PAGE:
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Blake Crouch's Recursion meets Mad Max and The Girl with All the Gifts in this startling and timely debut that explores what it is to be human and what it truly means to be connected in the digital age.
The Feed is accessible everywhere, by everyone, at any time. It instantaneously links us to all information and global events as they break. Every interaction, every emotion, every image can be shared through it; it is the essential tool everyone relies on to know and understand the thoughts and feelings of partners, parents, friends, children, colleagues, bosses, employees . . . in fact, of anyone and everyone else in the world.
Tom and Kate use the Feed, but Tom has resisted its addiction, which makes him suspect to his family. After all, his father created it. But that opposition to constant connection serves Tom and Kate well when the Feed collapses after a horrific tragedy shatters the world as they know it.
The Feed’s collapse, taking modern society with it, leaves people scavenging to survive. Finding food is truly a matter of life and death. Minor ailments, previously treatable, now kill. And while the collapse has demolished the trappings of the modern world, it has also eroded trust. In a world where survival of the fittest is a way of life, there is no one to depend upon except yourself . . . and maybe even that is no longer true.
Tom and Kate have managed to protect themselves and their family. But then their six-year-old daughter, Bea, goes missing. Who has taken her? How do you begin to look for someone in a world without technology? And what happens when you can no longer even be certain that the people you love are really who they claim to be?
This heavily speculative postapocalyptic thriller complicates a basic what-if question what if the internet were connected directly to people's brains? with somewhat ad hoc plot developments. When the brain-linking global network called the Feed collapsed, it took society with it. Six years later, Tom and Kate, a couple with a history of going "slow" (disconnecting from the Feed), struggle to get a viable survivor community going, and partial memories and rare hard-copy texts are their only sources of vital information. When their daughter, Bea, is kidnapped by outlaws who drive a horse-drawn, spike-covered minivan, Tom and Kate must quest through the new wilderness of abandoned suburbs and wreck-jammed highways, dealing with other suspicious survivors and settlements run by people whose original identities were overwritten through their Feed implants while they slept. Debut novelist Windo makes the loss of modern society very personal, with close portraits of how his characters are worn down by the basic work of premodern life. Unfortunately, his tendency to layer in greater and greater revelations breaks the sense of intimacy that comes from focusing on his forsaken internet addicts. Perhaps ironically, readers will struggle to connect with this novel.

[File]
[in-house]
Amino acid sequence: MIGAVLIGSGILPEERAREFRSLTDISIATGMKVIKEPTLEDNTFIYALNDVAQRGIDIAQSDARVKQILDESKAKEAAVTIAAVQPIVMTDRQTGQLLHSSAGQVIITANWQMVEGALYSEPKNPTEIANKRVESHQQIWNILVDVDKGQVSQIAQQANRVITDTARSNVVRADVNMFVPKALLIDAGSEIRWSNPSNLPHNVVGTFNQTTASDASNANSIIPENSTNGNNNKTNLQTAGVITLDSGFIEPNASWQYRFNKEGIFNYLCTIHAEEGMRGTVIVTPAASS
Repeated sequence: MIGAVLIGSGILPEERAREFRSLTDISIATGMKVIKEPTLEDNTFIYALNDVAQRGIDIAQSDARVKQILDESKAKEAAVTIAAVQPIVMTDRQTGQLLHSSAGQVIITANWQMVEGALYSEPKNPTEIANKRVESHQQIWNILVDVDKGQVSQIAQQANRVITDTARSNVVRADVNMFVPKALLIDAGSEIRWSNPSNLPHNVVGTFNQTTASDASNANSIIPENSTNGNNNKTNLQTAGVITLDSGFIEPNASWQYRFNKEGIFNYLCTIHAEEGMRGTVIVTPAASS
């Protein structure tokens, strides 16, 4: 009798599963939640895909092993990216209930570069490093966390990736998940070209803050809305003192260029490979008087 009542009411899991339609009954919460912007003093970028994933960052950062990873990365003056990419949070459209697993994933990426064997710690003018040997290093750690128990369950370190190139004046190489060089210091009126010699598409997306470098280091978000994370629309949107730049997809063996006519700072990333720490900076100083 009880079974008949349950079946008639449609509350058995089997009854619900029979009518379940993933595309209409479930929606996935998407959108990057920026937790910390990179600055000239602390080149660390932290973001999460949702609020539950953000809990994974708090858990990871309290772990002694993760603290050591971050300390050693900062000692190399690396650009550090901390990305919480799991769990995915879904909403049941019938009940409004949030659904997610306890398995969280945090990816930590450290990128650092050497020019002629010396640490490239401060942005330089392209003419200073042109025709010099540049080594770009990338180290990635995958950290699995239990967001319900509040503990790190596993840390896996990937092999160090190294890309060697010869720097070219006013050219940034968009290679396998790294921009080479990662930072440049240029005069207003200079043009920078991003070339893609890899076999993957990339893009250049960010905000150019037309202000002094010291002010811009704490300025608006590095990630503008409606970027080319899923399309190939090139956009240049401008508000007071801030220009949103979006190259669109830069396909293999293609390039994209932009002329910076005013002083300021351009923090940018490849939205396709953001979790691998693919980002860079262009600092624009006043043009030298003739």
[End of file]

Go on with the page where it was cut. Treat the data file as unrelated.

This story frightened me. It is, in a certain way quite analogous to the lives many of us have today. It is "today" with the volume and the contrast turned way up. In essence, it is utterly believable and perhaps in a certain way, prescient. I love the emotional depth of the characters. Have you ever gone to the mall and seen a group of teenagers walking together quietly, all with their heads bent over their smart phones, not talking to each other?
Well written, chilling story with humanity reclaimed at the end with the characters scarred, forgiving, grieving, and loving.